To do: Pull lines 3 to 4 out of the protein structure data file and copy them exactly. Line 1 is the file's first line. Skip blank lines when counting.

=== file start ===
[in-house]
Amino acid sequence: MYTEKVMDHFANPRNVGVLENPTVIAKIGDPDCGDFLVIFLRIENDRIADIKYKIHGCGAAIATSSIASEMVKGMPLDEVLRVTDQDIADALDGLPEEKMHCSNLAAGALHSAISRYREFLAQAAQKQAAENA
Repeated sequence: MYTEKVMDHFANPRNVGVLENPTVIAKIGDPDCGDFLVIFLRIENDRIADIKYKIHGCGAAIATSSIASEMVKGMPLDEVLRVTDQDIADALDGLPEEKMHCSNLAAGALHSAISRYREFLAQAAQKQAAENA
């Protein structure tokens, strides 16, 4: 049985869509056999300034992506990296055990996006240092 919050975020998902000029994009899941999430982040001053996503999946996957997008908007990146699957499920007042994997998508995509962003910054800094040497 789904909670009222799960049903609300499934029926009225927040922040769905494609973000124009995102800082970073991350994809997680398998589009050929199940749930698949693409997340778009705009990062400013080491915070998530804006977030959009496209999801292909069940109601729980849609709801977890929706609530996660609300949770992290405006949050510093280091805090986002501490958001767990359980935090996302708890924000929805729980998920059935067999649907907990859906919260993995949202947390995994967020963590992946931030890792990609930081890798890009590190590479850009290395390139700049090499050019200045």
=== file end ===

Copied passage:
Repeated sequence: MYTEKVMDHFANPRNVGVLENPTVIAKIGDPDCGDFLVIFLRIENDRIADIKYKIHGCGAAIATSSIASEMVKGMPLDEVLRVTDQDIADALDGLPEEKMHCSNLAAGALHSAISRYREFLAQAAQKQAAENA
């Protein structure tokens, strides 16, 4: 049985869509056999300034992506990296055990996006240092 919050975020998902000029994009899941999430982040001053996503999946996957997008908007990146699957499920007042994997998508995509962003910054800094040497 789904909670009222799960049903609300499934029926009225927040922040769905494609973000124009995102800082970073991350994809997680398998589009050929199940749930698949693409997340778009705009990062400013080491915070998530804006977030959009496209999801292909069940109601729980849609709801977890929706609530996660609300949770992290405006949050510093280091805090986002501490958001767990359980935090996302708890924000929805729980998920059935067999649907907990859906919260993995949202947390995994967020963590992946931030890792990609930081890798890009590190590479850009290395390139700049090499050019200045």